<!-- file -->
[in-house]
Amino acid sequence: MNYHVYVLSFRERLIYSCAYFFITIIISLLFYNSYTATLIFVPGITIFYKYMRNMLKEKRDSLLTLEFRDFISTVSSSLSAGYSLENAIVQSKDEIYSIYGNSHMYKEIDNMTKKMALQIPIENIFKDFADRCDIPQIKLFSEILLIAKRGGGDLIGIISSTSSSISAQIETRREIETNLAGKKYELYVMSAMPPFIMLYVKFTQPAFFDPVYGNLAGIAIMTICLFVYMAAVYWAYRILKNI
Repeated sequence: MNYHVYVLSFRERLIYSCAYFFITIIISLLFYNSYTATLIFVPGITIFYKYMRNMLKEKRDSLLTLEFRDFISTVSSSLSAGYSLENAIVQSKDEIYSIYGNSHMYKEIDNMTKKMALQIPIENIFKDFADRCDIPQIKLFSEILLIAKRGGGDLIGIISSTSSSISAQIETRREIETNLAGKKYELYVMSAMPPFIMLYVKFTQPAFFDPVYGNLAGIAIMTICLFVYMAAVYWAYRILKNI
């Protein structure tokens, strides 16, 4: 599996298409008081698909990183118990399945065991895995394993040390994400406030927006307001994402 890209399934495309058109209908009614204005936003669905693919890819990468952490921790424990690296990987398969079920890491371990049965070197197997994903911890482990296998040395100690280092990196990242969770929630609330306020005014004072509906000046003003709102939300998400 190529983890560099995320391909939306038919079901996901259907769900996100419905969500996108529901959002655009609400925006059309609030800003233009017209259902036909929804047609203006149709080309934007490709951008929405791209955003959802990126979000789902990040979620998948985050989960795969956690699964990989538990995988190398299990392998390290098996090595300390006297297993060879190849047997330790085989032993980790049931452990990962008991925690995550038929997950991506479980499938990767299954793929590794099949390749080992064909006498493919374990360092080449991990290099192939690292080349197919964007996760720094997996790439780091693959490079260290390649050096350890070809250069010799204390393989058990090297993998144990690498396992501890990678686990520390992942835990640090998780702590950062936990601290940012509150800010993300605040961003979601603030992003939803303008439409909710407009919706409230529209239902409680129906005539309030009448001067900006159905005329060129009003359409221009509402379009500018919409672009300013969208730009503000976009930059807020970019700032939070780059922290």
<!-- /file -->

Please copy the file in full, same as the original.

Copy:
[in-house]
Amino acid sequence: MNYHVYVLSFRERLIYSCAYFFITIIISLLFYNSYTATLIFVPGITIFYKYMRNMLKEKRDSLLTLEFRDFISTVSSSLSAGYSLENAIVQSKDEIYSIYGNSHMYKEIDNMTKKMALQIPIENIFKDFADRCDIPQIKLFSEILLIAKRGGGDLIGIISSTSSSISAQIETRREIETNLAGKKYELYVMSAMPPFIMLYVKFTQPAFFDPVYGNLAGIAIMTICLFVYMAAVYWAYRILKNI
Repeated sequence: MNYHVYVLSFRERLIYSCAYFFITIIISLLFYNSYTATLIFVPGITIFYKYMRNMLKEKRDSLLTLEFRDFISTVSSSLSAGYSLENAIVQSKDEIYSIYGNSHMYKEIDNMTKKMALQIPIENIFKDFADRCDIPQIKLFSEILLIAKRGGGDLIGIISSTSSSISAQIETRREIETNLAGKKYELYVMSAMPPFIMLYVKFTQPAFFDPVYGNLAGIAIMTICLFVYMAAVYWAYRILKNI
């Protein structure tokens, strides 16, 4: 599996298409008081698909990183118990399945065991895995394993040390994400406030927006307001994402 890209399934495309058109209908009614204005936003669905693919890819990468952490921790424990690296990987398969079920890491371990049965070197197997994903911890482990296998040395100690280092990196990242969770929630609330306020005014004072509906000046003003709102939300998400 190529983890560099995320391909939306038919079901996901259907769900996100419905969500996108529901959002655009609400925006059309609030800003233009017209259902036909929804047609203006149709080309934007490709951008929405791209955003959802990126979000789902990040979620998948985050989960795969956690699964990989538990995988190398299990392998390290098996090595300390006297297993060879190849047997330790085989032993980790049931452990990962008991925690995550038929997950991506479980499938990767299954793929590794099949390749080992064909006498493919374990360092080449991990290099192939690292080349197919964007996760720094997996790439780091693959490079260290390649050096350890070809250069010799204390393989058990090297993998144990690498396992501890990678686990520390992942835990640090998780702590950062936990601290940012509150800010993300605040961003979601603030992003939803303008439409909710407009919706409230529209239902409680129906005539309030009448001067900006159905005329060129009003359409221009509402379009500018919409672009300013969208730009503000976009930059807020970019700032939070780059922290």